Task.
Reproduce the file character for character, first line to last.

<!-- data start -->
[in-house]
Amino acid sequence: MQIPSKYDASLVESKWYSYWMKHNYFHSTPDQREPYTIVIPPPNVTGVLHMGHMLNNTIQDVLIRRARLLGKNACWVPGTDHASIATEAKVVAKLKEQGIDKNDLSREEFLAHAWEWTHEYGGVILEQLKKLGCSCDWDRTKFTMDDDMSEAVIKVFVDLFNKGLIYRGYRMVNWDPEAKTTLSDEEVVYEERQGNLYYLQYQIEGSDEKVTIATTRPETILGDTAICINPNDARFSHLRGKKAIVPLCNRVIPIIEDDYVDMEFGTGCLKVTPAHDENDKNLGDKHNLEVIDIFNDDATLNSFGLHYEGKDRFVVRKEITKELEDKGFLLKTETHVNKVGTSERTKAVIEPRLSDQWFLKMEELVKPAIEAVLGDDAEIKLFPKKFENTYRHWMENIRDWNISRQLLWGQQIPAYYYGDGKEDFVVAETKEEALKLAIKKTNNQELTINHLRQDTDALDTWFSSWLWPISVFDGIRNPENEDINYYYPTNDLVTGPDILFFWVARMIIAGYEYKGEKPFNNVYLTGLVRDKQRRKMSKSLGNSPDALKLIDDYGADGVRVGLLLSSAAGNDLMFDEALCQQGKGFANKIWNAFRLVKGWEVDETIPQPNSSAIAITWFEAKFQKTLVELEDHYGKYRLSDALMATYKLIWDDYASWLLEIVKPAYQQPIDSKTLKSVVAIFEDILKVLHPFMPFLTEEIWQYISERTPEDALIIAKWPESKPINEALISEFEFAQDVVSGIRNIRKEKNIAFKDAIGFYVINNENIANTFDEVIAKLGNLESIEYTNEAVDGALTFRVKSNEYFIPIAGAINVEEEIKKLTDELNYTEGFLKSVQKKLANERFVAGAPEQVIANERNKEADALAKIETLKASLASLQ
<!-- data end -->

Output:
[in-house]
Amino acid sequence: MQIPSKYDASLVESKWYSYWMKHNYFHSTPDQREPYTIVIPPPNVTGVLHMGHMLNNTIQDVLIRRARLLGKNACWVPGTDHASIATEAKVVAKLKEQGIDKNDLSREEFLAHAWEWTHEYGGVILEQLKKLGCSCDWDRTKFTMDDDMSEAVIKVFVDLFNKGLIYRGYRMVNWDPEAKTTLSDEEVVYEERQGNLYYLQYQIEGSDEKVTIATTRPETILGDTAICINPNDARFSHLRGKKAIVPLCNRVIPIIEDDYVDMEFGTGCLKVTPAHDENDKNLGDKHNLEVIDIFNDDATLNSFGLHYEGKDRFVVRKEITKELEDKGFLLKTETHVNKVGTSERTKAVIEPRLSDQWFLKMEELVKPAIEAVLGDDAEIKLFPKKFENTYRHWMENIRDWNISRQLLWGQQIPAYYYGDGKEDFVVAETKEEALKLAIKKTNNQELTINHLRQDTDALDTWFSSWLWPISVFDGIRNPENEDINYYYPTNDLVTGPDILFFWVARMIIAGYEYKGEKPFNNVYLTGLVRDKQRRKMSKSLGNSPDALKLIDDYGADGVRVGLLLSSAAGNDLMFDEALCQQGKGFANKIWNAFRLVKGWEVDETIPQPNSSAIAITWFEAKFQKTLVELEDHYGKYRLSDALMATYKLIWDDYASWLLEIVKPAYQQPIDSKTLKSVVAIFEDILKVLHPFMPFLTEEIWQYISERTPEDALIIAKWPESKPINEALISEFEFAQDVVSGIRNIRKEKNIAFKDAIGFYVINNENIANTFDEVIAKLGNLESIEYTNEAVDGALTFRVKSNEYFIPIAGAINVEEEIKKLTDELNYTEGFLKSVQKKLANERFVAGAPEQVIANERNKEADALAKIETLKASLASLQ